The government must act to close the widening gap between public and private pensions, or face increasing resentment between workers, a senior industry expert has warned.
Ian Farr, chairman of the Association of Consulting Actuaries (ACA), said swift action on workplace pensions was needed, including the introduction of more schemes where employers and staff decide how much risk to share.
“Failure by the government to act decisively and radically in terms of private pension reforms will breed growing resentment between private and public sector employees, where pensions are now often much better,” he warned.
Eight in 10 final salary pension schemes have closed to new members, compared with 68% two years ago, ACA research found.
Farr said this raised the prospect of more people failing to save for a pension, particularly among the young and middle aged. “We encourage the government to make legislative changes to encourage the take-up of risk-sharing schemes, which are not currently as simple as they could be since current legislation restricts their widespread application,” he told Personnel Today.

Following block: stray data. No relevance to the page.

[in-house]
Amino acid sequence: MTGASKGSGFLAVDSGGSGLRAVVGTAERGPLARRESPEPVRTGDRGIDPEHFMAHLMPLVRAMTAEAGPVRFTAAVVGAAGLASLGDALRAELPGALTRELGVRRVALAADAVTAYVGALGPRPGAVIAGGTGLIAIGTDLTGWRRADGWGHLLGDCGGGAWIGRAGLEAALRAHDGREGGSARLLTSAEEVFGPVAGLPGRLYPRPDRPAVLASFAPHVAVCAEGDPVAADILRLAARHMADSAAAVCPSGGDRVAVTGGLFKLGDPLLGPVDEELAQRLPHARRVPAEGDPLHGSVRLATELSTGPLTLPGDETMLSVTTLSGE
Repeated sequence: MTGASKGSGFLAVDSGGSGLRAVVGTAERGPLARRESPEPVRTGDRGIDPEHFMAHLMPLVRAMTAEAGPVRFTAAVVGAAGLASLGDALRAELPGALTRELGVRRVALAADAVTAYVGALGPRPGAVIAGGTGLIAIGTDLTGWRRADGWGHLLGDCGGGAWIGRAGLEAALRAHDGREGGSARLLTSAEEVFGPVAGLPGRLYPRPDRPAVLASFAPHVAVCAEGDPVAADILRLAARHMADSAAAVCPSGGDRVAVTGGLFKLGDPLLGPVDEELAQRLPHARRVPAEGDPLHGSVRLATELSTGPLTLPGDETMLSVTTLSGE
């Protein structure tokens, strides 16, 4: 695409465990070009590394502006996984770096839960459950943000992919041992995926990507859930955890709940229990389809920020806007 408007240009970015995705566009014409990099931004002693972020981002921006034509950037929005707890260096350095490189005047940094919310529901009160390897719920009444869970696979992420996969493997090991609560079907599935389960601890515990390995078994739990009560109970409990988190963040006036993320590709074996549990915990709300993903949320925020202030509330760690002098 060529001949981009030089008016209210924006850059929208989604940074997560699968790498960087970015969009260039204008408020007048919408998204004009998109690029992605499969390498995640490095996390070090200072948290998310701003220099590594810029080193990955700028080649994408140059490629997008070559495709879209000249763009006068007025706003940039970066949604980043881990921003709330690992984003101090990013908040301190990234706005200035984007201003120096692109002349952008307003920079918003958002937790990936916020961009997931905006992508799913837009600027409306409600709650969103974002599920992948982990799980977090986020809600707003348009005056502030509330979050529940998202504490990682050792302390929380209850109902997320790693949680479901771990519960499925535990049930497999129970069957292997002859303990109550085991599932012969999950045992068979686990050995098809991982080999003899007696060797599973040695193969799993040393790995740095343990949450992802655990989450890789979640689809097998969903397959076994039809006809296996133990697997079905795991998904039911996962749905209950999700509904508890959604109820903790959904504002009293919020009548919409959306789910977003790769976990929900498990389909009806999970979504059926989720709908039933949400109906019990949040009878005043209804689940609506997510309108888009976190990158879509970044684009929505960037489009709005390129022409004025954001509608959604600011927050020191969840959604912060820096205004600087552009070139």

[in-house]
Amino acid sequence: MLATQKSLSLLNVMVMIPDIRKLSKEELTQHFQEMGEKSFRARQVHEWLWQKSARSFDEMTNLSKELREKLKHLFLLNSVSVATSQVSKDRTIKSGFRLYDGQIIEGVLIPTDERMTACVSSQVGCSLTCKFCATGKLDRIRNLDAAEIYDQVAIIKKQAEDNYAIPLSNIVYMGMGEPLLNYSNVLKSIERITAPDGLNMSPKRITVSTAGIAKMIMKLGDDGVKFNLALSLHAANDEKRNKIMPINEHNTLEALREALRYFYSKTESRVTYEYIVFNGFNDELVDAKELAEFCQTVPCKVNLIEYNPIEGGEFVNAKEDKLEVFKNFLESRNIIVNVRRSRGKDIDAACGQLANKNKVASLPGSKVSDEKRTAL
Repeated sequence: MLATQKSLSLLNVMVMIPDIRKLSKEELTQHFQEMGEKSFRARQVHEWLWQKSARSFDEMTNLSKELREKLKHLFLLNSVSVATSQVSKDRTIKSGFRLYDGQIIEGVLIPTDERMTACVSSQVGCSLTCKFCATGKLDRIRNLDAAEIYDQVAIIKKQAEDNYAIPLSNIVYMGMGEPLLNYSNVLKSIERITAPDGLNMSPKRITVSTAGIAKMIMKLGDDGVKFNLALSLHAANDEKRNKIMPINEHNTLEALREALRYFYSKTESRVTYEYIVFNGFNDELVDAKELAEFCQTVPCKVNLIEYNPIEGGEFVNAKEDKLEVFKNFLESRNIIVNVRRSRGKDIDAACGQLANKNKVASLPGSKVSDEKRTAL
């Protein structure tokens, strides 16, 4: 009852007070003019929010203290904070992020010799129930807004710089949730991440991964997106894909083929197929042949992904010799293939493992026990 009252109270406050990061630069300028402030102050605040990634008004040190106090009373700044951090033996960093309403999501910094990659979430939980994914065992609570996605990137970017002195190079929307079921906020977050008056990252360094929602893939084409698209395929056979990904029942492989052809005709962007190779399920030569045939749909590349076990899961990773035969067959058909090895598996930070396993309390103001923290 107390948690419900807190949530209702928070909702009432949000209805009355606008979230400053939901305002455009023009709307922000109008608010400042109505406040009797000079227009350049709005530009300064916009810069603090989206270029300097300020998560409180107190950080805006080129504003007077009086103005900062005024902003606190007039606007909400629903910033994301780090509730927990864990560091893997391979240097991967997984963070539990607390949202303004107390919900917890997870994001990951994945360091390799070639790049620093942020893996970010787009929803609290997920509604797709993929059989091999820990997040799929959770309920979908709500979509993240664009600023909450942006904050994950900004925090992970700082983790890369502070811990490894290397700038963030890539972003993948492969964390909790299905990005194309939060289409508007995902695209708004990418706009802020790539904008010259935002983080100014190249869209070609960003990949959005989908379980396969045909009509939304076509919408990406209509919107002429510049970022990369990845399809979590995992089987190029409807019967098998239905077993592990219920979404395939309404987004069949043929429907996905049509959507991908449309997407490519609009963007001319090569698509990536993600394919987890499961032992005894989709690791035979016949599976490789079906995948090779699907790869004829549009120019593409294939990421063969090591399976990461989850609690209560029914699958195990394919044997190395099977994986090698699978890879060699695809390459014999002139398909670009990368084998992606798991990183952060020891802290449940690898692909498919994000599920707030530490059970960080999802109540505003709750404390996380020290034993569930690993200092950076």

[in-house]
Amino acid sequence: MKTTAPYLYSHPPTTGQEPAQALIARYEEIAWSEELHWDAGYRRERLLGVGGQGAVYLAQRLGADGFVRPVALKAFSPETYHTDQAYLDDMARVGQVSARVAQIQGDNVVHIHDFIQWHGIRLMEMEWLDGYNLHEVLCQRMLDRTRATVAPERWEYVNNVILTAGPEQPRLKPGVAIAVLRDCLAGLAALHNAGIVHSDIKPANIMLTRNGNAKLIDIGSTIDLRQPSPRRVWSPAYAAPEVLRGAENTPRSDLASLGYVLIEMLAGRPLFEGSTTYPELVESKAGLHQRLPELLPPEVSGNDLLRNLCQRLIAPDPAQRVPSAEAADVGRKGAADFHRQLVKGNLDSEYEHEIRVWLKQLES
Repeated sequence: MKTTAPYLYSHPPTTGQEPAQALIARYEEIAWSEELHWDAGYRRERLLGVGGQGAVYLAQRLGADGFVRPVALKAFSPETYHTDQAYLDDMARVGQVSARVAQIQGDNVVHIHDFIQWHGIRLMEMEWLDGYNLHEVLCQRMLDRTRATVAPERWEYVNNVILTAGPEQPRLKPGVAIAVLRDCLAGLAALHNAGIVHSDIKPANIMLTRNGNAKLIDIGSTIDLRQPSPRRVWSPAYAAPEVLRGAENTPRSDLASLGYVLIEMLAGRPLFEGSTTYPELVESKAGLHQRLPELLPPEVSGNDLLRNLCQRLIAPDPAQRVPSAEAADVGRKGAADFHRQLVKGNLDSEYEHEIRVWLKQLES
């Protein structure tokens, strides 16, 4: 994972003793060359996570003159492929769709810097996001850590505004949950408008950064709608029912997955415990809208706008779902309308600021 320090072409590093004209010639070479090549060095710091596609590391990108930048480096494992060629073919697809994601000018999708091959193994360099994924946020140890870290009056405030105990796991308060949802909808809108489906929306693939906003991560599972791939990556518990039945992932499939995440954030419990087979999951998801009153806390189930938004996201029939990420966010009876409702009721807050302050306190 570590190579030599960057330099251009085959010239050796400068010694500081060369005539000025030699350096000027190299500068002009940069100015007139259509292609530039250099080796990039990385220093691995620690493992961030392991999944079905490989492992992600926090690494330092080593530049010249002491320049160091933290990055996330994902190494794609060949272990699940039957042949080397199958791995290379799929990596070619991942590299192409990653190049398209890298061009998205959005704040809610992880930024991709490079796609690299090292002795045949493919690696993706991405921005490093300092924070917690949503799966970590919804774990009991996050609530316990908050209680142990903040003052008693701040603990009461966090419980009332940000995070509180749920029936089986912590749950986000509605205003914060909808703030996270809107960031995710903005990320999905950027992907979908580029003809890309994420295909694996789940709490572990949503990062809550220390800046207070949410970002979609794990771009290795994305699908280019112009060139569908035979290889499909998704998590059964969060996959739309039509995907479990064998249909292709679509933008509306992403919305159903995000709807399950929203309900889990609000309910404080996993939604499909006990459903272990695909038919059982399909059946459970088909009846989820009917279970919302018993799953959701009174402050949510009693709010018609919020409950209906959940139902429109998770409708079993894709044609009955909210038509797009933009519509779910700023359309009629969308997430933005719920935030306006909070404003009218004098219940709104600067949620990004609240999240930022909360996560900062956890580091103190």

Figures from the Office for National Statistics also revealed a growing divide between the sectors. It said the number of people paying into final salary and other schemes dropped between 2004 and 2006, from 9.8 million to 9.6 million. Private sector members fell 400,000, while public sector numbers rose by 100,000.